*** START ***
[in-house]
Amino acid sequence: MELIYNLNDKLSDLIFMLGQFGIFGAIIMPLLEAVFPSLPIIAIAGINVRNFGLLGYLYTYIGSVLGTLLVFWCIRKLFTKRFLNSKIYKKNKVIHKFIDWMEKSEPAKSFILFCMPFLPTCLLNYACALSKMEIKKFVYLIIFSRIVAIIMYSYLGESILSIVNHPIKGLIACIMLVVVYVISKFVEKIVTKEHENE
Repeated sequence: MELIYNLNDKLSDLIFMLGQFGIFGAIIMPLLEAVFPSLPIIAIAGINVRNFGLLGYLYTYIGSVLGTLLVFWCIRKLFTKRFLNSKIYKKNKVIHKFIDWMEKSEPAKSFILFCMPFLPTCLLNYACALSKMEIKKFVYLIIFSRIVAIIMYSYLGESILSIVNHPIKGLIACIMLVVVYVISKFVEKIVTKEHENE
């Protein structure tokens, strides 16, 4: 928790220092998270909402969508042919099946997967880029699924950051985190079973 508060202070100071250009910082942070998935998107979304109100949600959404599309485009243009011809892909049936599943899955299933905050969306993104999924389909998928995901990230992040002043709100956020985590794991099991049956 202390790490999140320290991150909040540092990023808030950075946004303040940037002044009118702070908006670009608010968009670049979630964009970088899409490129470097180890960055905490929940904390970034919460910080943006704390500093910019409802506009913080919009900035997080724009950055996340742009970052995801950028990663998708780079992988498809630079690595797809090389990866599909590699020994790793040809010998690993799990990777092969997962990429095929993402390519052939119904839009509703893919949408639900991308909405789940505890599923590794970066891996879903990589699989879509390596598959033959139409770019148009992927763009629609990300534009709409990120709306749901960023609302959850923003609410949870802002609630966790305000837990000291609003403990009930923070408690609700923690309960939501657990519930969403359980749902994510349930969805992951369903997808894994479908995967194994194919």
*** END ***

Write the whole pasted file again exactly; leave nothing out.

[in-house]
Amino acid sequence: MELIYNLNDKLSDLIFMLGQFGIFGAIIMPLLEAVFPSLPIIAIAGINVRNFGLLGYLYTYIGSVLGTLLVFWCIRKLFTKRFLNSKIYKKNKVIHKFIDWMEKSEPAKSFILFCMPFLPTCLLNYACALSKMEIKKFVYLIIFSRIVAIIMYSYLGESILSIVNHPIKGLIACIMLVVVYVISKFVEKIVTKEHENE
Repeated sequence: MELIYNLNDKLSDLIFMLGQFGIFGAIIMPLLEAVFPSLPIIAIAGINVRNFGLLGYLYTYIGSVLGTLLVFWCIRKLFTKRFLNSKIYKKNKVIHKFIDWMEKSEPAKSFILFCMPFLPTCLLNYACALSKMEIKKFVYLIIFSRIVAIIMYSYLGESILSIVNHPIKGLIACIMLVVVYVISKFVEKIVTKEHENE
């Protein structure tokens, strides 16, 4: 928790220092998270909402969508042919099946997967880029699924950051985190079973 508060202070100071250009910082942070998935998107979304109100949600959404599309485009243009011809892909049936599943899955299933905050969306993104999924389909998928995901990230992040002043709100956020985590794991099991049956 202390790490999140320290991150909040540092990023808030950075946004303040940037002044009118702070908006670009608010968009670049979630964009970088899409490129470097180890960055905490929940904390970034919460910080943006704390500093910019409802506009913080919009900035997080724009950055996340742009970052995801950028990663998708780079992988498809630079690595797809090389990866599909590699020994790793040809010998690993799990990777092969997962990429095929993402390519052939119904839009509703893919949408639900991308909405789940505890599923590794970066891996879903990589699989879509390596598959033959139409770019148009992927763009629609990300534009709409990120709306749901960023609302959850923003609410949870802002609630966790305000837990000291609003403990009930923070408690609700923690309960939501657990519930969403359980749902994510349930969805992951369903997808894994479908995967194994194919």